BAKERSFIELD, Calif. (KERO) — The Kern County Board of Supervisors went on record and officially opposed a draft rule from the state's oil regulators that would ban fracking by January of 2024.
That decision coming after a lengthy presentation from the Kern County Department of Planning and Natural Resources and other organizations also in opposition to the ban. The director of the Planning Department, Lorelei Oviatt, called the proposed ban an attack on the industry, saying that following through with it would set a dangerous precedent for other industries looking to come to the county.
"And now with no evidence of an environmental impact, the state is going to ban this innovative method. Not ban an industry, although they said they will someday. This is one method. What is to stop the next industry being attacked. Aerospace brings an innovative use and invests in it. It becomes a part of our economic diversification but then the state decides for whatever reason to ban that. What about alternative fuels? What about carbon capture? What about all these things they bring to us for economic diversification? This ban sends a chilling message, that if you come to California with something innovative, you better watch out because you could be next."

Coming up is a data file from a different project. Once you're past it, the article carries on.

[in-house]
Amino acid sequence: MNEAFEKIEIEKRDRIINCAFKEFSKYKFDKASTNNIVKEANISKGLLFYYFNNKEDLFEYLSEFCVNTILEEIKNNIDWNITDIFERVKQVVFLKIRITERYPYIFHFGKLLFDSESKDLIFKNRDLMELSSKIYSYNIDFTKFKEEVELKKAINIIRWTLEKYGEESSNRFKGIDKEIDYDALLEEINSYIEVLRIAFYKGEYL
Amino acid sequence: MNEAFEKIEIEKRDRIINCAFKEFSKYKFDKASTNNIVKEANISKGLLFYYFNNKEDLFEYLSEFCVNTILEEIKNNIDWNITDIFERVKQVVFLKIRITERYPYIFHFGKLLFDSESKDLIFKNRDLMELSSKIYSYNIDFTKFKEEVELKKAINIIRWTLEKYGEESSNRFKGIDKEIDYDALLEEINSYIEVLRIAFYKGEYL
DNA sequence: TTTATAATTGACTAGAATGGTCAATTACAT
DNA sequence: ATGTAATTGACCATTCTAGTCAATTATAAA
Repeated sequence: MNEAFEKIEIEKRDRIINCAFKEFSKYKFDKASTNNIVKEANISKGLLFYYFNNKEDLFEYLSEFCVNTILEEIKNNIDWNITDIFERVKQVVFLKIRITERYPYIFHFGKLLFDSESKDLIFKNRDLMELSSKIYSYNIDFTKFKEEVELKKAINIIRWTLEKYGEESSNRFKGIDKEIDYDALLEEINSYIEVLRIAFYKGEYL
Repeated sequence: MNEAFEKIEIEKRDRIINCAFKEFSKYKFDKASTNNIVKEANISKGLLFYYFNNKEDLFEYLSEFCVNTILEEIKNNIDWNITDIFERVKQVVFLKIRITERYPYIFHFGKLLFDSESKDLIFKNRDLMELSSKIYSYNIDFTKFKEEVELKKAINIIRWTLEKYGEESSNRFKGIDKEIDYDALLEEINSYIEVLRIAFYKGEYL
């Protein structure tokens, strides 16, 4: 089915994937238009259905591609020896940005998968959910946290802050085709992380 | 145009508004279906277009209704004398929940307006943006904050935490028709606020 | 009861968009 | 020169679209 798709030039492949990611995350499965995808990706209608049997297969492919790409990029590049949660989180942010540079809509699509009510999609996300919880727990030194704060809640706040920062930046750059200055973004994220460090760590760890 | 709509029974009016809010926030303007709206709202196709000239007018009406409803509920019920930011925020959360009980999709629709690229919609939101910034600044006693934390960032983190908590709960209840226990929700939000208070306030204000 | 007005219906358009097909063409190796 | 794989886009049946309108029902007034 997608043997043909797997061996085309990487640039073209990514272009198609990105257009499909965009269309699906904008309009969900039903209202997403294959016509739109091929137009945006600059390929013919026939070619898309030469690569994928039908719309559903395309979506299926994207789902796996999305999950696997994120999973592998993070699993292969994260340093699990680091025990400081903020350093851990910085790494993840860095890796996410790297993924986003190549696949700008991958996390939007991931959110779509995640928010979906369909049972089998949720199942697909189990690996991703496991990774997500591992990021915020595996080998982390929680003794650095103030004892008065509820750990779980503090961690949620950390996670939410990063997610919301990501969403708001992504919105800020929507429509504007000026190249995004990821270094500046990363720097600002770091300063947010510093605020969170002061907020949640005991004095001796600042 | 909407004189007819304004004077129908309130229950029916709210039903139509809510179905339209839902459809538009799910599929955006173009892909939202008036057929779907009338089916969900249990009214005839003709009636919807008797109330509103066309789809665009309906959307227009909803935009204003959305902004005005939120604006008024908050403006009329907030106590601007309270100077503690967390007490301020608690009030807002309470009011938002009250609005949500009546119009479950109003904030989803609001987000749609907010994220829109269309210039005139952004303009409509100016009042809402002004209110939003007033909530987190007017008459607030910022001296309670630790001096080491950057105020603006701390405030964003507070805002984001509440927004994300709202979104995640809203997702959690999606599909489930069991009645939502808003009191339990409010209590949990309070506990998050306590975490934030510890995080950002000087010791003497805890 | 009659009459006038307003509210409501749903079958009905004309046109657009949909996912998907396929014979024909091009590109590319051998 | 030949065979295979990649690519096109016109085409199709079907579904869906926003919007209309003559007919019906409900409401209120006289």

On April 23rd Governor Gavin Newsom called on California Geologic Energy Management Division (CalGEM), the state's oil regulator, to stop issuing fracking permits by January 2024. That same day he turned to the California Air Resources Board to come up with ways to end all in-state oil production as part of the state's goal of achieving carbon neutrality by 2045.
The Western States Petroleum Association trade group, which spoke during Tuesday's Kern County Board of Supervisor's meeting, says fracking in Kern County accounts for 17 percent of the state's total. Their representative says banning nearly 20 percent of the energy production in the state will only hurt workers, families, and communities in California, especially our community.